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142          MY    COUNTRY    AND    MY    PEOPLE

daughter-in-law, therefore, has more severe obligations toward
her parents than toward her husband. A poem of the T'ang
Dynasty by Wang Chien recorded a sympathetic sentiment
for the "New Bride":

On the third day, washing her hands,

She goes to make a soup of special savour.

She knows not how the parents like it,

And makes her husband's sister taste its flavour.

For a woman to please a man is a noble effort, but for her to
please another woman is heroic, and many of them fail. The
son, torn between loyalty to parents and love for his wife,
never quite dares stand up for her. Practically all tales of
cruelty to women could be traced to an oppressor of the same
sex. But then, the daughter-in-law bides her time to be mother-
in-law in turn. If she does arrive at that much-desired old age,
it is truly a position of honour and power, well earned by a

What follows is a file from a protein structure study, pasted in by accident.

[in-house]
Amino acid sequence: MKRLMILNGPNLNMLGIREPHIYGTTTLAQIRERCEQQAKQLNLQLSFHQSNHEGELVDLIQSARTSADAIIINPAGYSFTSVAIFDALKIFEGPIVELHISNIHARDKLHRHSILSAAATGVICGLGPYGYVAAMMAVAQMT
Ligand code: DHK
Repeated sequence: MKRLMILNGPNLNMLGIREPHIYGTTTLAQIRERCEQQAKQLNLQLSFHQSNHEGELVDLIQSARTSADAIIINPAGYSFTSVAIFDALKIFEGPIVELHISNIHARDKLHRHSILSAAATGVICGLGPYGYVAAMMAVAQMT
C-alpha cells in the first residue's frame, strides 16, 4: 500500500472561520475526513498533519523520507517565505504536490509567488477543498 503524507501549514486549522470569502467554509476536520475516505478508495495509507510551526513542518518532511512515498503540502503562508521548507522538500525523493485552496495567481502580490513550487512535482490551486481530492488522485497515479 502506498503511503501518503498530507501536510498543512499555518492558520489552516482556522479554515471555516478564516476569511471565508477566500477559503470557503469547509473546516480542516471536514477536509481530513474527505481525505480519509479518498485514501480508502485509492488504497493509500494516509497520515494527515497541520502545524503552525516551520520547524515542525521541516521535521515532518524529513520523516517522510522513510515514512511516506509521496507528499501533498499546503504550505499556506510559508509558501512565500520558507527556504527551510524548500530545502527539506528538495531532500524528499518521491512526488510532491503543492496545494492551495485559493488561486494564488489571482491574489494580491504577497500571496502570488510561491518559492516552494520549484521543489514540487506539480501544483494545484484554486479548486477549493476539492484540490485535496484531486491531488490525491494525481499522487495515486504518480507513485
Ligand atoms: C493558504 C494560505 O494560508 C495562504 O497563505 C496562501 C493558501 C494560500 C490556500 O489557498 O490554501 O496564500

life of service.


The seclusion of women has, however, a very definite in-
fluence over our ideal of beauty, our ideal of womanhood, the
education of our daughters, and the forms of love and court-
ship in China.

The Chinese and the Western conceptions of the feminine
differ. While both conceptions envelop the feminine with a
sense of charm and mystery, yet the point of view is essentially
different. This is clearest in the field of art. While in Western
art the feminine body is taken as the source of inspiration and
the highest perfection of pure rhythm, in Chinese art the
feminine body itself borrows its beauty from the rhythms of
nature. To a Chinese, nothing is more striking than that the
statue of a woman should be placed high up in the harbour of
New York, to be looked at by all people coming into the
country. The idea of feminine exposure is indecorous to the
extreme. And when he learns that the woman there does not